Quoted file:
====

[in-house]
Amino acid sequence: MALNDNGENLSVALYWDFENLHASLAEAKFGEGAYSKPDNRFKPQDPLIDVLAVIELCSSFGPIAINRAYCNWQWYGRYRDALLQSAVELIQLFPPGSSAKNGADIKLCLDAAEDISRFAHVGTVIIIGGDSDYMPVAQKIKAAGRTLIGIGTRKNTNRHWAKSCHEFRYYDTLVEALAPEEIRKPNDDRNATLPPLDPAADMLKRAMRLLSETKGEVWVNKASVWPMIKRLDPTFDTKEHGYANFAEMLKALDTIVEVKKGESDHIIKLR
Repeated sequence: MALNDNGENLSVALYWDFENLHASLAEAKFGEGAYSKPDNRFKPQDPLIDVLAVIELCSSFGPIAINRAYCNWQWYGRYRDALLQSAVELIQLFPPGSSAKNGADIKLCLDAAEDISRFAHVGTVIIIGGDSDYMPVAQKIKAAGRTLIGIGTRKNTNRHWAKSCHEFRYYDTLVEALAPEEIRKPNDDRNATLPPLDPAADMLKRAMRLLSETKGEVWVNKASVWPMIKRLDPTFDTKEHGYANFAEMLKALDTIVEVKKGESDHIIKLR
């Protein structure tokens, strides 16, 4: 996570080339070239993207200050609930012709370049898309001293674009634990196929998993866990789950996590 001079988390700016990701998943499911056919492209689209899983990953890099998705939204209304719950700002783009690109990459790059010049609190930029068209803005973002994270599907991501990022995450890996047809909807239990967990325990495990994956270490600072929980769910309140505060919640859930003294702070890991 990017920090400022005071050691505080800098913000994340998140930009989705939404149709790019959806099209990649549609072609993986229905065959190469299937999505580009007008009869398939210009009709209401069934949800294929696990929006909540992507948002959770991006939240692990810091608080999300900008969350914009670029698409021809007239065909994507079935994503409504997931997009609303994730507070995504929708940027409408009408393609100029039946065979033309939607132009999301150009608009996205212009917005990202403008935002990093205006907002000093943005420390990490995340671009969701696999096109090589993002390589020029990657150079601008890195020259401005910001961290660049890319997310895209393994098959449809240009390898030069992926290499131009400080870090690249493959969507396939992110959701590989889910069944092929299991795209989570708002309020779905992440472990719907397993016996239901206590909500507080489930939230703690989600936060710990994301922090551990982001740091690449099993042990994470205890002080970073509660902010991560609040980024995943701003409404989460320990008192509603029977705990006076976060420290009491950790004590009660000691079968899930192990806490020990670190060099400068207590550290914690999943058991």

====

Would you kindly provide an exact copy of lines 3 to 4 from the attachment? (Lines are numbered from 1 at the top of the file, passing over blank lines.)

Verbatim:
Repeated sequence: MALNDNGENLSVALYWDFENLHASLAEAKFGEGAYSKPDNRFKPQDPLIDVLAVIELCSSFGPIAINRAYCNWQWYGRYRDALLQSAVELIQLFPPGSSAKNGADIKLCLDAAEDISRFAHVGTVIIIGGDSDYMPVAQKIKAAGRTLIGIGTRKNTNRHWAKSCHEFRYYDTLVEALAPEEIRKPNDDRNATLPPLDPAADMLKRAMRLLSETKGEVWVNKASVWPMIKRLDPTFDTKEHGYANFAEMLKALDTIVEVKKGESDHIIKLR
């Protein structure tokens, strides 16, 4: 996570080339070239993207200050609930012709370049898309001293674009634990196929998993866990789950996590 001079988390700016990701998943499911056919492209689209899983990953890099998705939204209304719950700002783009690109990459790059010049609190930029068209803005973002994270599907991501990022995450890996047809909807239990967990325990495990994956270490600072929980769910309140505060919640859930003294702070890991 990017920090400022005071050691505080800098913000994340998140930009989705939404149709790019959806099209990649549609072609993986229905065959190469299937999505580009007008009869398939210009009709209401069934949800294929696990929006909540992507948002959770991006939240692990810091608080999300900008969350914009670029698409021809007239065909994507079935994503409504997931997009609303994730507070995504929708940027409408009408393609100029039946065979033309939607132009999301150009608009996205212009917005990202403008935002990093205006907002000093943005420390990490995340671009969701696999096109090589993002390589020029990657150079601008890195020259401005910001961290660049890319997310895209393994098959449809240009390898030069992926290499131009400080870090690249493959969507396939992110959701590989889910069944092929299991795209989570708002309020779905992440472990719907397993016996239901206590909500507080489930939230703690989600936060710990994301922090551990982001740091690449099993042990994470205890002080970073509660902010991560609040980024995943701003409404989460320990008192509603029977705990006076976060420290009491950790004590009660000691079968899930192990806490020990670190060099400068207590550290914690999943058991």